Surviving Hospitalisation: Make the stay pleasant (5 of 7)

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Ameena Meer is a writer and single mother of three girls living in New York City, who runs her own advertising agency.  As a person who went through traditional cancer treatments for several months and was also hospitalized for other illnesses in the past, she thought it would be useful to create a guide to navigating the medical system when you’re stuck inside.  This is an excerpt from her blog www.amazonsofnyc.blogspot.com 

How To Shrink Your Hospital

ameena meer overcome choriocarcinomaIt’s still a hideous proposition if you must stay in hospital, but there are ways you can make it more bearable, maybe even pleasant. Sometimes it’s as easy as a list of things that you might bring, or have friends or relatives bring, that makes it feel more at-home.

Your Decor

If you have to go to the hospital regularly, like for chemotherapy once a week, try and always bring some fresh flowers with you when you check in. You can’t always count on friends and visitors to bring you flowers and it’s so nice to have a bit of nature in the room. Again, if your treatment makes you feel ill around plants, skip the flower.

vase with flowers
Flowers can cheer up your room

I always get flowers with a nice fragrance because it makes the smell of rubbing alcohol and chemicals less omnipresent. Almost any flowers are better than nothing.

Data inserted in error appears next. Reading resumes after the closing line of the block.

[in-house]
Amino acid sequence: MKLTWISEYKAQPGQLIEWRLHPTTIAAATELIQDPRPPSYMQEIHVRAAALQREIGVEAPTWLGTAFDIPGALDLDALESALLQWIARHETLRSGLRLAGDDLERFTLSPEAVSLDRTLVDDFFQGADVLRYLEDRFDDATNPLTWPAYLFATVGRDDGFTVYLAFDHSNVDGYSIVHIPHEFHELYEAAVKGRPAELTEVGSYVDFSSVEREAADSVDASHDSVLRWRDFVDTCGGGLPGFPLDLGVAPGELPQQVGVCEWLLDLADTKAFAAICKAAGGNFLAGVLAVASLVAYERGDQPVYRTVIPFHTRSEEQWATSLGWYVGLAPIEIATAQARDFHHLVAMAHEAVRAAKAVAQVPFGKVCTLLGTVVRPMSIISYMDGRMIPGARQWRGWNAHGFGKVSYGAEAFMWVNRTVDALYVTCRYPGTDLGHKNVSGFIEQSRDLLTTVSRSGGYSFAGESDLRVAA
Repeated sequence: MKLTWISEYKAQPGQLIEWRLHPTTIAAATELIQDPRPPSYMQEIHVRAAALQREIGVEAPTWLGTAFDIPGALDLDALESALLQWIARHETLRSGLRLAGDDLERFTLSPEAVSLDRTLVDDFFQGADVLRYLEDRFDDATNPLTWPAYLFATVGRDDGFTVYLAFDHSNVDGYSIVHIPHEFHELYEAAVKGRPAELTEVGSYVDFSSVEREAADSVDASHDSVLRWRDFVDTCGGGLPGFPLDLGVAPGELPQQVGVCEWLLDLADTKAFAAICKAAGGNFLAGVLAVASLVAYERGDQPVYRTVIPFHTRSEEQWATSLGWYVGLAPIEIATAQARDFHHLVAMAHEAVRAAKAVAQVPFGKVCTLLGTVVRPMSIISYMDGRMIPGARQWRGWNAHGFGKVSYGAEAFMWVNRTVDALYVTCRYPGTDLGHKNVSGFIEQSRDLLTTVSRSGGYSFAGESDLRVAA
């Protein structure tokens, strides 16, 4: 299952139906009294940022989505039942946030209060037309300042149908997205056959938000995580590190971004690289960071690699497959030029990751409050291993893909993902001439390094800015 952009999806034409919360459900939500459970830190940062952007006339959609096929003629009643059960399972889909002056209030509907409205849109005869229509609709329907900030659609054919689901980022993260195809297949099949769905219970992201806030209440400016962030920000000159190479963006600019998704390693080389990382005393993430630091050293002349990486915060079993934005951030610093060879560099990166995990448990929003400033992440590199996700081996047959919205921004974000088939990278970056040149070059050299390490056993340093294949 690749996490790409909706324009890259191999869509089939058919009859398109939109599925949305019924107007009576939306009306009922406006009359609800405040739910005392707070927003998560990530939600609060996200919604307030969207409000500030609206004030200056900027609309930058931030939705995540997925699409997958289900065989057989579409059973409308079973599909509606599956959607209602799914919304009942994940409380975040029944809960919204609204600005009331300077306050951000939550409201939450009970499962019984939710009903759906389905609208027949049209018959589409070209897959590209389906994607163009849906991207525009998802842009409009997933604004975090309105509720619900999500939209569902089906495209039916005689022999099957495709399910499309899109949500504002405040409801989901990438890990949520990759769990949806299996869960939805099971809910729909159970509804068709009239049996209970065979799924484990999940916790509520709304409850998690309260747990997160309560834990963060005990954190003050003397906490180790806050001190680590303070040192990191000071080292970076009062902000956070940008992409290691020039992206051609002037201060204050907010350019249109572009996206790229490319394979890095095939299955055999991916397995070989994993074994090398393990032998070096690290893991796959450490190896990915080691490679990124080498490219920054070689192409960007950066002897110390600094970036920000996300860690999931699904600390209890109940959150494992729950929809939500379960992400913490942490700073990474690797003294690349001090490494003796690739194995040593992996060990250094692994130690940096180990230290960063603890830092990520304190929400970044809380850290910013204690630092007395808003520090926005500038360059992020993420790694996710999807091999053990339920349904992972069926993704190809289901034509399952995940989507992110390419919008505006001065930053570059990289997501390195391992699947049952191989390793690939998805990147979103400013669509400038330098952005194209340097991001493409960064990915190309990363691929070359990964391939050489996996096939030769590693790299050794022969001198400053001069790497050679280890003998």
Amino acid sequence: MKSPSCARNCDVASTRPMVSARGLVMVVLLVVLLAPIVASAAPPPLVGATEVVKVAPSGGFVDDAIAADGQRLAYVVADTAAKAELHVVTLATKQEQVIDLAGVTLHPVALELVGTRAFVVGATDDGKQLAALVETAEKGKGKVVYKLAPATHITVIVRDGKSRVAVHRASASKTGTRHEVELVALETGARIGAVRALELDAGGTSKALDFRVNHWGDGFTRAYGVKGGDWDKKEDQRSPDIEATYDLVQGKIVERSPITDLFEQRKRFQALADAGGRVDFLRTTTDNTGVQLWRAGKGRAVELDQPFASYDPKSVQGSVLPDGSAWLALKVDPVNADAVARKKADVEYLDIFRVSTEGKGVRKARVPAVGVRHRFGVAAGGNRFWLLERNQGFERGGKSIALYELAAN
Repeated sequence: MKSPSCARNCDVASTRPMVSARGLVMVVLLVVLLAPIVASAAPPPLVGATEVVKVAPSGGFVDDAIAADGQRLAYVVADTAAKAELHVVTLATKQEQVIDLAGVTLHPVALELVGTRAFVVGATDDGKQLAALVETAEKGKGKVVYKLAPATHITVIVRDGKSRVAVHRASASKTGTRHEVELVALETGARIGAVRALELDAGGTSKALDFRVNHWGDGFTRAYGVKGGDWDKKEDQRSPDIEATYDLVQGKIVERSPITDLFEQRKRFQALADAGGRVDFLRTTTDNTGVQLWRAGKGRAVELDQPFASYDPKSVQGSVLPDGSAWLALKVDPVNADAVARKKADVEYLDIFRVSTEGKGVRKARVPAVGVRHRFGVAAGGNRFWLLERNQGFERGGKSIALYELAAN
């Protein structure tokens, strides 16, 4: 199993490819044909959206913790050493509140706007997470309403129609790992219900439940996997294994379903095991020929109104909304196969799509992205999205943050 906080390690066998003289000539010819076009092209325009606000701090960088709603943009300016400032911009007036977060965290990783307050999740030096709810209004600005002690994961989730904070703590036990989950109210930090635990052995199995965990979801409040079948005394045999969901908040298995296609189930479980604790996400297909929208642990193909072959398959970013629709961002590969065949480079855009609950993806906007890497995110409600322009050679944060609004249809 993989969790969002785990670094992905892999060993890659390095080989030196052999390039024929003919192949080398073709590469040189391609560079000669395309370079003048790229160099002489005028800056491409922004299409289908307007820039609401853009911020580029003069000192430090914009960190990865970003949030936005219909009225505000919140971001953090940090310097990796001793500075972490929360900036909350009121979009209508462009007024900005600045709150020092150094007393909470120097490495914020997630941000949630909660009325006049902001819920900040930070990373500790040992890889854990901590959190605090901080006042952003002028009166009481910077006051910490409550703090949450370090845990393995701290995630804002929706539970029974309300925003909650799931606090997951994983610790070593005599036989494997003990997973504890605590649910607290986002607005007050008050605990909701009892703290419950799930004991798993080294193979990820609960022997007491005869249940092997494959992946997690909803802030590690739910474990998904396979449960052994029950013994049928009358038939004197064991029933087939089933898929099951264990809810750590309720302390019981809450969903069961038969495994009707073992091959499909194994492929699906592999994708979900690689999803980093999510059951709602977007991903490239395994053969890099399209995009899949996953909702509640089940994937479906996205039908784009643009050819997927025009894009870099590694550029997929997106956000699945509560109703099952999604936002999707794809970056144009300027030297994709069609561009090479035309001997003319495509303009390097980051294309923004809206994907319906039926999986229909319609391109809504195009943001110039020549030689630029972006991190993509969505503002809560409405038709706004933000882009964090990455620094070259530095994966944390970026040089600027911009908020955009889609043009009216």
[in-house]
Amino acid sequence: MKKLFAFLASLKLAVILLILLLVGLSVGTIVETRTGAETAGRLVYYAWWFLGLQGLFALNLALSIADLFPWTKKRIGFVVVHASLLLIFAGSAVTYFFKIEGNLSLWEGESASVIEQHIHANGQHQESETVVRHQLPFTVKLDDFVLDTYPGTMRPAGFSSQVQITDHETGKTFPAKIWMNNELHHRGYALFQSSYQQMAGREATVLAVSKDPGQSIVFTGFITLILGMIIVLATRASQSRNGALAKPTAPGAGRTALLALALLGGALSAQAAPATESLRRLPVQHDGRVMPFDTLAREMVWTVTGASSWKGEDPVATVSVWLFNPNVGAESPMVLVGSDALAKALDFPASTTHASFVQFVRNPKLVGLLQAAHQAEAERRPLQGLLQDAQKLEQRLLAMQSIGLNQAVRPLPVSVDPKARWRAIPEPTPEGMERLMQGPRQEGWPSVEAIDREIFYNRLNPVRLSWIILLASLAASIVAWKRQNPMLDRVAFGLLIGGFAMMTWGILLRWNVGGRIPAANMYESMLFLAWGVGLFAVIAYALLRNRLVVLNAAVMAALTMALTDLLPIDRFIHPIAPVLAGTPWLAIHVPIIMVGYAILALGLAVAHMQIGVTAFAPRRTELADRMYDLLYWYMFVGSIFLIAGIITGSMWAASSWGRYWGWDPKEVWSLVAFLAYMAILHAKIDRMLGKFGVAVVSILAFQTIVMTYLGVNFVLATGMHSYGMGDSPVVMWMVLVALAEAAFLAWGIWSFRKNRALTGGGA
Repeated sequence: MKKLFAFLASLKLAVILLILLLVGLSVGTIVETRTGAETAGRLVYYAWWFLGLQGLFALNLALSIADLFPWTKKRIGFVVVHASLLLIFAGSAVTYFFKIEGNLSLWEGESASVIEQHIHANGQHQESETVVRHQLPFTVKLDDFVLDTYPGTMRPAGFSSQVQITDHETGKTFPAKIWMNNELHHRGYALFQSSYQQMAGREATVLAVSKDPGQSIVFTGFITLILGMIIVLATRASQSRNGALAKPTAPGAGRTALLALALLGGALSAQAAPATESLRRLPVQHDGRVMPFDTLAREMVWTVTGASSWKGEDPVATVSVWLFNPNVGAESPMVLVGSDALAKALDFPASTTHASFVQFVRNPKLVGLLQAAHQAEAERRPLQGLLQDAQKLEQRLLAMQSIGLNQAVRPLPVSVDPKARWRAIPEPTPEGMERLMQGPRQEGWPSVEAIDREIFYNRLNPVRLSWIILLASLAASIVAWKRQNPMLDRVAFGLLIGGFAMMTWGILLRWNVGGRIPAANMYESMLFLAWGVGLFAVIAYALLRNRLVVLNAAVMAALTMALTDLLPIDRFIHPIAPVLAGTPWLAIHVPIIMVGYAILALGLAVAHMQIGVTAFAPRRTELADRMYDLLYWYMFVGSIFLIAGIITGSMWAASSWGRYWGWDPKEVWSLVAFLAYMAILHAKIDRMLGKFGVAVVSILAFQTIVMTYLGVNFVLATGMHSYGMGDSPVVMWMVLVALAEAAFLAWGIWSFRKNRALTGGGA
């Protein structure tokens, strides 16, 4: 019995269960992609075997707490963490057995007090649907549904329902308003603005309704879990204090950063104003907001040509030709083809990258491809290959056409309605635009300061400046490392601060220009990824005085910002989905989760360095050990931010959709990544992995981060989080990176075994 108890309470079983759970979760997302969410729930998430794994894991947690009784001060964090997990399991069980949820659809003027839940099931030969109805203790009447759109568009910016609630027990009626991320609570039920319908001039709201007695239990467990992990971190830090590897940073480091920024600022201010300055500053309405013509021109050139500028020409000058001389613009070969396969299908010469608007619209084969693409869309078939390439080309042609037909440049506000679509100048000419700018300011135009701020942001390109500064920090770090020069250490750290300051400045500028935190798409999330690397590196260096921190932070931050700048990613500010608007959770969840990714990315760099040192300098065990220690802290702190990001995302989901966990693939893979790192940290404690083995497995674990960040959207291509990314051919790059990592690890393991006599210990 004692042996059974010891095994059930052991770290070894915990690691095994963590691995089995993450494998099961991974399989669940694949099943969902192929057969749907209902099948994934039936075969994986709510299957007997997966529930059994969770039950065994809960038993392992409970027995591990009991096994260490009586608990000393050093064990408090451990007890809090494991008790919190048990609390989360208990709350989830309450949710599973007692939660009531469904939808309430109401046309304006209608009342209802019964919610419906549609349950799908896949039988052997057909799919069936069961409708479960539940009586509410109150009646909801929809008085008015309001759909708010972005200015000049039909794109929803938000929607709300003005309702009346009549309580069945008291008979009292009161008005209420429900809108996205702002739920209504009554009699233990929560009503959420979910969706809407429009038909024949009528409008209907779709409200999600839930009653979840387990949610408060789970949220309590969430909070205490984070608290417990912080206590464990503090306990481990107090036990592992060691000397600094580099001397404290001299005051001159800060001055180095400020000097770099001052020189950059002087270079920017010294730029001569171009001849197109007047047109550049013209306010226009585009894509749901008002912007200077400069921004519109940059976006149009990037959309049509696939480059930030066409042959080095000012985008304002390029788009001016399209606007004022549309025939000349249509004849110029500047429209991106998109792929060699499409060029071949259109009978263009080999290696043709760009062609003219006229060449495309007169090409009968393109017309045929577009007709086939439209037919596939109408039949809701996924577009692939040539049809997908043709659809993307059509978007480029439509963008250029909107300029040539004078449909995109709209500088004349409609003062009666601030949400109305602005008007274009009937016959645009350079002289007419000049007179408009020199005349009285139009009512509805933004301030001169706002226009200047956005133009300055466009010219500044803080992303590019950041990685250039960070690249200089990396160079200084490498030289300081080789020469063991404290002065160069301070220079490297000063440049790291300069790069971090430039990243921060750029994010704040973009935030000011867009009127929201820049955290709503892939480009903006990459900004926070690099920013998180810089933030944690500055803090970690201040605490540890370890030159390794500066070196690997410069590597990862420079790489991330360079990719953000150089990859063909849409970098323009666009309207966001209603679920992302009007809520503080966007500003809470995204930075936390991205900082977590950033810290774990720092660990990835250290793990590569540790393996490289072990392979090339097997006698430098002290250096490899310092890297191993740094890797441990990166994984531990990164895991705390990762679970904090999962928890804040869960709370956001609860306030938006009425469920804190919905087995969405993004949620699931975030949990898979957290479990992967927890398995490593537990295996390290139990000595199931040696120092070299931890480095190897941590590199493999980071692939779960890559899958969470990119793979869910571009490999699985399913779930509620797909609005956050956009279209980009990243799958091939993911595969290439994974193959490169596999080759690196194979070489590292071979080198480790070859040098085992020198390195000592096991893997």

They say experiencing nature is calming and clears the head but you can’t really bring a forest in there. When things are tense, you can gaze at the life and light surging through those bright green leaves and petals and feel a little transported. (Be considerate of your roommate though. If he or she is feeling queasy, you might have to move the flowers out of range or take them away all together.)

I also brought a deep purple cashmere throw that my sister-in-law Soraya gave me. It covered the twin bed perfectly. It changed the color scheme, from beige and white and those weird prints that are on hospital upholstery, to something more cheerful. It was cozy too. Sometimes those cotton blankets feel thin and ineffective and other times, they get weird and tangly and sticky and you can’t seem to get them in a comfortable place.

I once brought in a scented candle. The nurse kindly let me light it for about two minutes but then I had to immediately blow it out because the oxygen tanks could have exploded (who knew?). So scented candles are right out. If you don’t have a sickly roommate, a small bowl of fragrant ‘pot-pourri’ may be best.